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Home care or senior home care in Arkansas is provided by senior home care agencies and can be administered by registered nurses, licensed practical nurses, home health aides, home attendants, social workers, or therapists. Senior home care is an option to many because it can provide occupational therapy or a few times a week or 24-hour care. Personal care is another option for those that need less specialized medical care and more help around the house. The point is to keep seniors in their homes and allow them to retain their independence. There are about 436 agencies and the average monthly cost of Senior Home Care is $3,241.
Finding home care in Arkansas will vary from each city to the next depending on what services you need from a caregiver, including the degree of medical attention required. Home care services can provide you or your loved one assistance with the activities of daily life, or more involved medical care depending on the licensing of the medical professional or non-medical paraprofessional of your choice. Since these roles and license types can overlap in their duties, it’s important to have a clear understanding of one’s individual needs in order to make the best decision.
There are a number of cities throughout AR that have senior home care agencies but the median monthly costs range from:
City Homemaker Services Monthly Costs Home Health Aide Monthly Costs Fayetteville $3,623 $3,623 Fort Smith $3,432 $3,432 Hot Springs $3,381 $3,428 Jonesboro $3,203 $3,203 Little Rock $3,527 $3,527
Arkansas has many parks to be seen such as Hot Springs National Park and Mammoth Spring State Park. The Crater of Diamonds State Park offers the public the opportunity to hunt for real diamonds. For history buffs and aviation fans, The Arkansas Air Museum has various 1920’s and 1930’s racing planes, biplanes, and displays the history of flying for visitors young and old.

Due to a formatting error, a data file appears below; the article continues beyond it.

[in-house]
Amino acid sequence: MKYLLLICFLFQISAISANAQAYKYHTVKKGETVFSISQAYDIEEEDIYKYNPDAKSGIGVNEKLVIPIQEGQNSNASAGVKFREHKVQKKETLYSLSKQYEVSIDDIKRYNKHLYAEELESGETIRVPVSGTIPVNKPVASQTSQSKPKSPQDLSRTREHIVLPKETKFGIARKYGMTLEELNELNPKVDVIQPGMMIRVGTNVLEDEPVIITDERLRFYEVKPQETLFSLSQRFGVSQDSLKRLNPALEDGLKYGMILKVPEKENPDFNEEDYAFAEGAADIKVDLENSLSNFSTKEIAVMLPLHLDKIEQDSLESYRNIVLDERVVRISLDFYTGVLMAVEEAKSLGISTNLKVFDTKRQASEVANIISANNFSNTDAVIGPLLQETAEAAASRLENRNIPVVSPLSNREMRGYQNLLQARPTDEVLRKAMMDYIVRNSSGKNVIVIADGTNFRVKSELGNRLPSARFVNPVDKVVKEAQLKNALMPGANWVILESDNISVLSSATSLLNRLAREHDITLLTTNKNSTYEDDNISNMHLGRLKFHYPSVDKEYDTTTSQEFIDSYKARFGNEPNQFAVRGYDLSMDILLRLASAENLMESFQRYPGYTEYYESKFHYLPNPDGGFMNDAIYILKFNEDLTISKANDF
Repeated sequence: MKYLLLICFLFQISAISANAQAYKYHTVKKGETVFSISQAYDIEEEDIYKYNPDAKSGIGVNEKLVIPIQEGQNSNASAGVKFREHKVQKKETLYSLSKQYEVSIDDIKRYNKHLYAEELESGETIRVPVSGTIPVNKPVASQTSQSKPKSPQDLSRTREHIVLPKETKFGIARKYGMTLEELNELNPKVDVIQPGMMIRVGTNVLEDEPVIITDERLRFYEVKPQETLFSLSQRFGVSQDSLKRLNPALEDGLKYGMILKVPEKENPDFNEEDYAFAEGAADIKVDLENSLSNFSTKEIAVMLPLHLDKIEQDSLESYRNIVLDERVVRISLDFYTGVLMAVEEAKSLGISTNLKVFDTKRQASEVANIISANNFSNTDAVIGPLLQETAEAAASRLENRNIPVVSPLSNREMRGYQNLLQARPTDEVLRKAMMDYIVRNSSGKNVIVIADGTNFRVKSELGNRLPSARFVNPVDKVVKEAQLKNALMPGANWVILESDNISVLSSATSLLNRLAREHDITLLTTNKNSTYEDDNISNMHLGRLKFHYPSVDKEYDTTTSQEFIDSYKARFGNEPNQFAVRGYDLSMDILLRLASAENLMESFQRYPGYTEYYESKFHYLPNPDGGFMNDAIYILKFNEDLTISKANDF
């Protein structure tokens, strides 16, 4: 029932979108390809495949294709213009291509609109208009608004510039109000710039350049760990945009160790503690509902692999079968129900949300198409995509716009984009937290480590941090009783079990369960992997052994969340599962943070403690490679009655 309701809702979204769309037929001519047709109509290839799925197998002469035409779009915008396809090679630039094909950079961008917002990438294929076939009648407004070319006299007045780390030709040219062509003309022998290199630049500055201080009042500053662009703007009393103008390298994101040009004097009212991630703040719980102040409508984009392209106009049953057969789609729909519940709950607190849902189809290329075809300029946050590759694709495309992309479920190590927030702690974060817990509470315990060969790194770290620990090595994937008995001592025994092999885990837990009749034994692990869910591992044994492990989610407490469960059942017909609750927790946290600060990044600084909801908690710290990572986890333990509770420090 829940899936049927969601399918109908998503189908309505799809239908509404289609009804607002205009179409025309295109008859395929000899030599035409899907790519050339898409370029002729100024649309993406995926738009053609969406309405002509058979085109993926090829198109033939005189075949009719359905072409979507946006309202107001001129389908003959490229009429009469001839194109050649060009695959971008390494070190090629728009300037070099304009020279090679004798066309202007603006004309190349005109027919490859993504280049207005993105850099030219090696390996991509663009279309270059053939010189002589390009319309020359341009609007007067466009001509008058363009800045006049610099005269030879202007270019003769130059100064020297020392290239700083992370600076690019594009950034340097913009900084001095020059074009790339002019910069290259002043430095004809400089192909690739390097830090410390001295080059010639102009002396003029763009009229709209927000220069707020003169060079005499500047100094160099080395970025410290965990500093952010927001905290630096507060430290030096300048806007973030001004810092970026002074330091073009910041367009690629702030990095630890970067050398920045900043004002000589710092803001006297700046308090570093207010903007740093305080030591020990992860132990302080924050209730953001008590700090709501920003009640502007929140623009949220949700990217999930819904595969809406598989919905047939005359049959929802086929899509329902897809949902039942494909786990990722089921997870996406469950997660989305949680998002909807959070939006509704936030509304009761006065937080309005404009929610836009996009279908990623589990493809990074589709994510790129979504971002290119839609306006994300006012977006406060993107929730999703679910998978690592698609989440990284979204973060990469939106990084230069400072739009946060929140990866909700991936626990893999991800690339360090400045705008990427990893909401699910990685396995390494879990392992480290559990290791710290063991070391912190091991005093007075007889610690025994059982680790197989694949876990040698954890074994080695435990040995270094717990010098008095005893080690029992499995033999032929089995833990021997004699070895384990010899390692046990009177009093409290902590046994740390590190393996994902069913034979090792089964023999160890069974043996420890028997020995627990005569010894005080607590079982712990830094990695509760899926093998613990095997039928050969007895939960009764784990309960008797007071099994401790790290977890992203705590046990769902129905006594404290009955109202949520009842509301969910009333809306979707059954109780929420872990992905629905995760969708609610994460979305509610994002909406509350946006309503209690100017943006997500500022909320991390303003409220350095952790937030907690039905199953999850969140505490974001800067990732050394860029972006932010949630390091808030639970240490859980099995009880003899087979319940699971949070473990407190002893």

Other attractions like Buffalo National River provide a protected area for creatures like bobcats, deer, and many other forms of wildlife. This 135-mile long waterway is one of the few remaining undammed rivers in the lower 48 states and is truly a natural wonder.
The climate in Arkansas is considered the most continental in the United States meaning that it has very hot summers and cold winters. During the summer, high temperatures average around 92 degrees with high humidity levels. During late summer, the remains of tropical storms pass through providing significant amounts of rain, averaging 49 inches annually. Winters are relatively mild with average lows around 30 degrees, but cold fronts often come through resulting in lower temperatures, occasional snow, and ice. More snow can be expected in the Ozark mountain areas, although the state averages 4 inches per year. The spring is the time of the heaviest rain, often resulting from thunderstorms. Lightweight clothing is recommended for the summer and multiple layers for the colder months.
Arkansas’ culture is influenced by a deep relationship with the art and handiwork of residents of many rural areas who have kept these artisanal crafts alive for generations. The state is very rich with a unique culture and people in Arkansas are characterized by their southern hospitality and a deep sense of Christian spirituality. Arkansans love their college football and mouth-watering country cuisines like barbecue, wild duck, okra, and grits of course!
Sperling’s Best Places ranked Arkansas 51 on a scale of 100 (1 being the lowest crime) for violent crime and 50 for property crime; the United States overall ranked 41 for violent crime and 44 for property crime compared to Arkansas’ ranking. Arkansas has a variety of local crime watch organizations who work together with local law enforcement to ensure that as many areas of the state remain lawful and safe.
Location Violent Crimes Per 1,000 Residents Property Crimes Per 1,000 Residents Greenbrier 0.00 1.57 Malvern 0.73 4.46 Bella Vista 0.94 4.82 Centerton 1.83 6.07